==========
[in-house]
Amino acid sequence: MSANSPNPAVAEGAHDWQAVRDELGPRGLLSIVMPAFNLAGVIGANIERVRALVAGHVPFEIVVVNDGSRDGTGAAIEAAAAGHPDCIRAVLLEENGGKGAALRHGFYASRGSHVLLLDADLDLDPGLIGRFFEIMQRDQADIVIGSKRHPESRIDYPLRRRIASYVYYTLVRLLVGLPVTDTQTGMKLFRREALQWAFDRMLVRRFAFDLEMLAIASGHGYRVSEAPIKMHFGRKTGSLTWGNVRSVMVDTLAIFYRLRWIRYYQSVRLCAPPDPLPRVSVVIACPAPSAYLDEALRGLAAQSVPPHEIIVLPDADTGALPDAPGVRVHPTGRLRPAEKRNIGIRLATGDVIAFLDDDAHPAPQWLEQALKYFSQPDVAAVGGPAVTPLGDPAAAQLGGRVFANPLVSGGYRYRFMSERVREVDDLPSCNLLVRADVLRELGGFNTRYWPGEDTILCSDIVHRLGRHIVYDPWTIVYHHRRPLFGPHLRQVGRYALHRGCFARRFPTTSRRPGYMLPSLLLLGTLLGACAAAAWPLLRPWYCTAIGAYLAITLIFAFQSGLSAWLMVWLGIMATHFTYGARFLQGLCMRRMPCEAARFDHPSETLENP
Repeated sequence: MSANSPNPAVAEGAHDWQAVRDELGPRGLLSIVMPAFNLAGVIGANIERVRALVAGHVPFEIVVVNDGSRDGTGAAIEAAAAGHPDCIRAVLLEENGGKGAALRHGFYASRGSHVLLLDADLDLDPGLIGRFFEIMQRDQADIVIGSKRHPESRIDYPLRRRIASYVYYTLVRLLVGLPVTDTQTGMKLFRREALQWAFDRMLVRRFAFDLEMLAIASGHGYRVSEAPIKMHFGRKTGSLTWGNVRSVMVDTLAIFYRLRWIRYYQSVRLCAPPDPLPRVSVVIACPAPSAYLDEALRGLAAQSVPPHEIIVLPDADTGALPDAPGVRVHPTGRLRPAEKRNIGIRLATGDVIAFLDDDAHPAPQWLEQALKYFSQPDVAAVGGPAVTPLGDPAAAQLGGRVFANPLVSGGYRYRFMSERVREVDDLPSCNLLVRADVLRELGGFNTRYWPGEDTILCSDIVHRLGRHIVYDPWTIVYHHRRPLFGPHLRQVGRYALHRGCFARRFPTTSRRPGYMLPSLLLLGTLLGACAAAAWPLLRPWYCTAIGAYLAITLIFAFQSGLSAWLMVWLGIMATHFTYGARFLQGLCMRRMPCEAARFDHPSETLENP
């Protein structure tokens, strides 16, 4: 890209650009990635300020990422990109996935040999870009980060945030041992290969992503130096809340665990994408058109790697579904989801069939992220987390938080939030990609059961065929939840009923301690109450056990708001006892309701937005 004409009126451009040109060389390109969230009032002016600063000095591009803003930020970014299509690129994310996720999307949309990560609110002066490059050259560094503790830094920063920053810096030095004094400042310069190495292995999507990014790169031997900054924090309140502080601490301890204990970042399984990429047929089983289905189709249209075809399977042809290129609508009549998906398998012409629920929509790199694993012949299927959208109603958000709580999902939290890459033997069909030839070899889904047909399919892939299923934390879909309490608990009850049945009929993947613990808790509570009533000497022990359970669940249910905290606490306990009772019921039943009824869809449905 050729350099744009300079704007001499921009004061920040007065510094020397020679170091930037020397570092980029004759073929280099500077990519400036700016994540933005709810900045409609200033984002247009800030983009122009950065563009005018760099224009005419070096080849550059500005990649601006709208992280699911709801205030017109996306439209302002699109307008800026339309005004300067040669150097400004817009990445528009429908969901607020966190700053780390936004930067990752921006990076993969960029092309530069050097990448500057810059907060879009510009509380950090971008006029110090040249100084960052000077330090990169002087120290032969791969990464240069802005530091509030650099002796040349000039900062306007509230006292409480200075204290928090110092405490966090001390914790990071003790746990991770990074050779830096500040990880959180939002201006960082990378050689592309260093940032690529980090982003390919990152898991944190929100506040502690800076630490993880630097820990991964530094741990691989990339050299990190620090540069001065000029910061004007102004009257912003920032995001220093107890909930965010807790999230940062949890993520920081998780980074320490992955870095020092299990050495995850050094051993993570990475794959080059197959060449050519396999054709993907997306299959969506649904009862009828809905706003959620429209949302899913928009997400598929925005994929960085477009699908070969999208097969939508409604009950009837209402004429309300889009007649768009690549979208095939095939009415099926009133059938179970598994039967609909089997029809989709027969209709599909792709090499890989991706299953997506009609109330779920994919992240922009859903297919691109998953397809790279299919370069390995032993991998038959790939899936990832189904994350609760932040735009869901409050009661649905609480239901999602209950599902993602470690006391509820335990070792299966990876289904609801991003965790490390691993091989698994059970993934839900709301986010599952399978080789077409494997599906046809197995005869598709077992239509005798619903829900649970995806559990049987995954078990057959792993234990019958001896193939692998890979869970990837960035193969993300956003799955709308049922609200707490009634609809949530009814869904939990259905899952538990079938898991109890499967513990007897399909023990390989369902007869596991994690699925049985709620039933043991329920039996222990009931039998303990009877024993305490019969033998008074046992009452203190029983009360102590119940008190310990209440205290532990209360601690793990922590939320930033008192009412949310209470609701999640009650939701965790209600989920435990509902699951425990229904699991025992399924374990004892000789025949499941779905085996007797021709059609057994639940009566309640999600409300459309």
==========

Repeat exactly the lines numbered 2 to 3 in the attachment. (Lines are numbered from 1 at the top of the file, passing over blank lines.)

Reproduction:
Amino acid sequence: MSANSPNPAVAEGAHDWQAVRDELGPRGLLSIVMPAFNLAGVIGANIERVRALVAGHVPFEIVVVNDGSRDGTGAAIEAAAAGHPDCIRAVLLEENGGKGAALRHGFYASRGSHVLLLDADLDLDPGLIGRFFEIMQRDQADIVIGSKRHPESRIDYPLRRRIASYVYYTLVRLLVGLPVTDTQTGMKLFRREALQWAFDRMLVRRFAFDLEMLAIASGHGYRVSEAPIKMHFGRKTGSLTWGNVRSVMVDTLAIFYRLRWIRYYQSVRLCAPPDPLPRVSVVIACPAPSAYLDEALRGLAAQSVPPHEIIVLPDADTGALPDAPGVRVHPTGRLRPAEKRNIGIRLATGDVIAFLDDDAHPAPQWLEQALKYFSQPDVAAVGGPAVTPLGDPAAAQLGGRVFANPLVSGGYRYRFMSERVREVDDLPSCNLLVRADVLRELGGFNTRYWPGEDTILCSDIVHRLGRHIVYDPWTIVYHHRRPLFGPHLRQVGRYALHRGCFARRFPTTSRRPGYMLPSLLLLGTLLGACAAAAWPLLRPWYCTAIGAYLAITLIFAFQSGLSAWLMVWLGIMATHFTYGARFLQGLCMRRMPCEAARFDHPSETLENP
Repeated sequence: MSANSPNPAVAEGAHDWQAVRDELGPRGLLSIVMPAFNLAGVIGANIERVRALVAGHVPFEIVVVNDGSRDGTGAAIEAAAAGHPDCIRAVLLEENGGKGAALRHGFYASRGSHVLLLDADLDLDPGLIGRFFEIMQRDQADIVIGSKRHPESRIDYPLRRRIASYVYYTLVRLLVGLPVTDTQTGMKLFRREALQWAFDRMLVRRFAFDLEMLAIASGHGYRVSEAPIKMHFGRKTGSLTWGNVRSVMVDTLAIFYRLRWIRYYQSVRLCAPPDPLPRVSVVIACPAPSAYLDEALRGLAAQSVPPHEIIVLPDADTGALPDAPGVRVHPTGRLRPAEKRNIGIRLATGDVIAFLDDDAHPAPQWLEQALKYFSQPDVAAVGGPAVTPLGDPAAAQLGGRVFANPLVSGGYRYRFMSERVREVDDLPSCNLLVRADVLRELGGFNTRYWPGEDTILCSDIVHRLGRHIVYDPWTIVYHHRRPLFGPHLRQVGRYALHRGCFARRFPTTSRRPGYMLPSLLLLGTLLGACAAAAWPLLRPWYCTAIGAYLAITLIFAFQSGLSAWLMVWLGIMATHFTYGARFLQGLCMRRMPCEAARFDHPSETLENP